What do Mortal Kombat, Max Payne, Super Mario Bros., Resident Evil, Tomb Raider, Need for Speed and Doom all have in common? Aside from being great games, they're just a sampling of the many top-tier gaming franchises that have made the transition to the silver screen.

Hollywood has pumped out movies based on video games on a regular basis since the release of Super Mario Bros. in 1993. If you haven't seen that film yet, don't waste your time (it has a 16 percent rating on Rotten Tomatoes).

In fact, the same can be said about the overwhelming majority of game-to-film adaptations which is mind-boggling when you consider the storylines that filmmakers have at their disposal. Sure, there have been a few decent game-based flicks over the years (Tomb Raider and Max Payne come to mind) but nothing has been worth writing home about.

Nintendo's first foray into the movie industry was such an unpleasant experience that the company hasn't returned since and has sparingly licensed its IP in other films. That may change in the near future, however.

A few months back at E3, Nintendo creative mastermind Shigeru Miyamoto told Fortune that they've had a number of people approach them over the years asking if they could make a standalone film or even a movie to coincide with a game launch.

Miyamoto added that because games and movies seem like similar mediums, people's natural expectation is to take games and turn them into movies. But because games are an interactive medium and movies are passive, the two are actually quite different. As Nintendo looks to broaden its role as an entertainment company, Miyamoto concluded, they'll think more about how movies fit into that.

What's newsworthy now is something that was recently found buried in Nintendo's June earnings report.

In it, the company said that as it relates to its IP, a more active approach will be taken in areas outside the video game business including visual content production and character merchandising.

Miyamoto, along with Shinya Takahashi, are now in charge of the company's software planning and development division which, among other responsibilities, oversees the use of its characters in movies and television.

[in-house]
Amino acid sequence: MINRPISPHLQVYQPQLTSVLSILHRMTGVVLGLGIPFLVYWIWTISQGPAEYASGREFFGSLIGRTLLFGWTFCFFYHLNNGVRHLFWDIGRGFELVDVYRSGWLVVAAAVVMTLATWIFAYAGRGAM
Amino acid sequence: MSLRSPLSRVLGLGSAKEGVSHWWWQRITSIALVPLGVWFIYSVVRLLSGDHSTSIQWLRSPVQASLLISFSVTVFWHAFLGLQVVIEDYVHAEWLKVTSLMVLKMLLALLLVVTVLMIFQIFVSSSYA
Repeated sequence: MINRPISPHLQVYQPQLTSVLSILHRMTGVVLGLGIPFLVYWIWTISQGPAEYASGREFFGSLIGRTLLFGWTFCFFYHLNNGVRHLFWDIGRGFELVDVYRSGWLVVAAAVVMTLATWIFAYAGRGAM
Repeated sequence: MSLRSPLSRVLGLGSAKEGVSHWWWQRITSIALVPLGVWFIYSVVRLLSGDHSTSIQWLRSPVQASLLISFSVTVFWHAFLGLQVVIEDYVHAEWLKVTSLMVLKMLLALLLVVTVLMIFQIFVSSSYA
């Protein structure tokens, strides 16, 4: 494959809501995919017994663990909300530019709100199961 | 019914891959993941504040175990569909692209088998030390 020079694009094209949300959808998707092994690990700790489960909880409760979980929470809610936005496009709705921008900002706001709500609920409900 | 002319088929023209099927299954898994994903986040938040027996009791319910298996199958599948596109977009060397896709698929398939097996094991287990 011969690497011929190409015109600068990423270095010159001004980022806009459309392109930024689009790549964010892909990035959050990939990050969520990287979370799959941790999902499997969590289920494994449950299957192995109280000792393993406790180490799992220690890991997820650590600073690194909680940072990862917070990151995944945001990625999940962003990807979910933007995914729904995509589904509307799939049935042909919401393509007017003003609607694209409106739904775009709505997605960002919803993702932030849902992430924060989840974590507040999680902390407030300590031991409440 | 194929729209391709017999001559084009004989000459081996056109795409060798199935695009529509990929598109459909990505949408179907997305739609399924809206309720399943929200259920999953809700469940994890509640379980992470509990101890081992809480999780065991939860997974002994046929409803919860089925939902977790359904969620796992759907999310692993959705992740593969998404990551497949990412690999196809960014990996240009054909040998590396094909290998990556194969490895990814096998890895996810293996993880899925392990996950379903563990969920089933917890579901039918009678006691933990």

In February, a rumor surfaced claiming Nintendo was working with Netflix to develop a live-action series based on The Legend of Zelda. Unfortunately, Nintendo dispelled said rumor before it could gain much traction.

Just because Nintendo is open to partnering with Hollywood doesn't mean we'll see it happen anytime soon simply because the company already has quite a bit on its plate.

Executives have confirmed Nintendo is working on a next generation console dubbed "NX" but said it would wait until next year before releasing any details about it. Nintendo also revealed earlier this month that for the first time ever, it'll start making games for smartphones through a partnership with Japanese gaming company DeNA.

Hollywood is always looking for the next great idea to base a blockbuster movie on. In fact, there are currently dozens of game-based movies in production or planned including Warcraft and flicks based on Tetris, The Last of Us and Watch Dogs, just to name a few.

I suspect that whenever Nintendo is ready to pursue its next film, studios will be clamoring to collaborate with them. Let's just keep our fingers crossed that it won't be another box office flop.

Lead image via Casey Curry, AP